Disparities for Risk of Recurrent Hemorrhagic Stroke Unexplained
Higher risk of second hemorrhagic stroke in blacks, Hispanics, not fully explained by hypertension severity.
(HealthDay News) -- Black and Hispanic patients are at higher risk for stroke recurrence than white patients, according to a study published online in Neurology.
Axana Rodriguez-Torres, MPH, from the University of California Irvine, and colleagues assessed whether recurrence risk for intracerebral hemorrhage (ICH) is higher among black and Hispanic individuals and whether this disparity is attributable to differences in blood pressure (BP) measurements. Data came from a longitudinal study conducted at Massachusetts General Hospital (759 participants), as well as the Ethnic/Racial Variations of Intracerebral Hemorrhage study (1532 participants).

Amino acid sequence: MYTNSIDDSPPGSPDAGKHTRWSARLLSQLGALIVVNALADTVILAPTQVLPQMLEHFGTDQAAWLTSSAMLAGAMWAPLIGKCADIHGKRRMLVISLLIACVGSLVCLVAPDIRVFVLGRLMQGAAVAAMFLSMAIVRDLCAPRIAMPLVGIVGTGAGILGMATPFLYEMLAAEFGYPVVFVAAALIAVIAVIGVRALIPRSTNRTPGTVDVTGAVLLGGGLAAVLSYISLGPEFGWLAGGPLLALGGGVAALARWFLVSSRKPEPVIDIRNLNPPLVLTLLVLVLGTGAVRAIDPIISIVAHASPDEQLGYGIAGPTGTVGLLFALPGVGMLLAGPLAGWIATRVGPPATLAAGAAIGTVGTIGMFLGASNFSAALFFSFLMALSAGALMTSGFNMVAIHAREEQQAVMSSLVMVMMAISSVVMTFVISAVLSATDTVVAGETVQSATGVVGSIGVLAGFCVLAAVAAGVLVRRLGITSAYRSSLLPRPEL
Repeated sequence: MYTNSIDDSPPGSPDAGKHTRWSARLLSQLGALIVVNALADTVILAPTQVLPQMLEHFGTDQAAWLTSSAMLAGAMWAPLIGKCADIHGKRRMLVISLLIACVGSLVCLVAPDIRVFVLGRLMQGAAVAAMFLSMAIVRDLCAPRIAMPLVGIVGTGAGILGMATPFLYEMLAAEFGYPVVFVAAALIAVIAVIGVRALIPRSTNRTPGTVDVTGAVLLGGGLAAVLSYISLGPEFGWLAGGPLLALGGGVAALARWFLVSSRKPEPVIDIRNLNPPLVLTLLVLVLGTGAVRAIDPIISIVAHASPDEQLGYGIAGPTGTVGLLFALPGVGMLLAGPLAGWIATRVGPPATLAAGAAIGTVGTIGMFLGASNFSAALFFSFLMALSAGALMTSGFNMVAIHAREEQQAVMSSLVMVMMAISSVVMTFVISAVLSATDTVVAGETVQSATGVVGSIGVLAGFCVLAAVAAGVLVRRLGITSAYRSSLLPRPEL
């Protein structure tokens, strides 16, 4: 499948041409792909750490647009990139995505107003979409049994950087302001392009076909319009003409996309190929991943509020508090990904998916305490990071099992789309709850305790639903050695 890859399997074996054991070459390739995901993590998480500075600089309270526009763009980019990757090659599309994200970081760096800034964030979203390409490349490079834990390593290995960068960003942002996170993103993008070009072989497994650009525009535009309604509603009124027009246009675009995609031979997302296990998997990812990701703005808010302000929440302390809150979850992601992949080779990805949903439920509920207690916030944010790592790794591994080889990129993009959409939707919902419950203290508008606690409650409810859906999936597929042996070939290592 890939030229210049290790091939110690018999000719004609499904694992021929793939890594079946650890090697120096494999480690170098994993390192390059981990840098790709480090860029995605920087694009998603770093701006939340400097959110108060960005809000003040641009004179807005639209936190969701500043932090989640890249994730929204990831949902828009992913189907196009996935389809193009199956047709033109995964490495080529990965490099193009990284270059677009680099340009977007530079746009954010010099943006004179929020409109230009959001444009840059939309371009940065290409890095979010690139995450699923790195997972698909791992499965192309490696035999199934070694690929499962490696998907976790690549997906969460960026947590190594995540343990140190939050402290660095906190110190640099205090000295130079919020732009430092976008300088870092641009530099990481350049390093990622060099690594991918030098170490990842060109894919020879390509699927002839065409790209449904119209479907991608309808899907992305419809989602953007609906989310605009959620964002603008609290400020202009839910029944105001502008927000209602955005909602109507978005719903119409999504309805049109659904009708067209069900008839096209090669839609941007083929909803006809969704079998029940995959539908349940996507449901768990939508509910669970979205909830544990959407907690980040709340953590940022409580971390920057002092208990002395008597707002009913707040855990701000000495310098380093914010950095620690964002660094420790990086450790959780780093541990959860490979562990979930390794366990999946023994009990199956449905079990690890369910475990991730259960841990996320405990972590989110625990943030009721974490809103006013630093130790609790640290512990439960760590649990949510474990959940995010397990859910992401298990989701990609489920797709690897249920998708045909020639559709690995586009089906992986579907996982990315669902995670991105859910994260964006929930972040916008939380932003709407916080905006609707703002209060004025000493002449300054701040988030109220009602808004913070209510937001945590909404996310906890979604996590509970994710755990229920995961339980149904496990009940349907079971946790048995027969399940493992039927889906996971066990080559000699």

The researchers found that of the survivors (1121 white, 529 black, and 605 Hispanic), both black and Hispanic patients displayed higher systolic BP (SBP) during follow-up (P<0.05). Greater SBP variability during follow-up was also seen among black participants (P=0.032). Black and Hispanic patients were at higher ICH recurrence risk (P<0.05), which remained higher after adjusting for BP measurements and their variability (hazard ratio for Hispanic patients, 1.51 [P=0.004]; hazard ratio for black patients, 1.98 [P<0.001]).
"The differences in blood pressure among these groups do not fully account for the differences in the risk of having another stroke," a coauthor said in a statement. "More research is needed to determine the factors behind this disparity."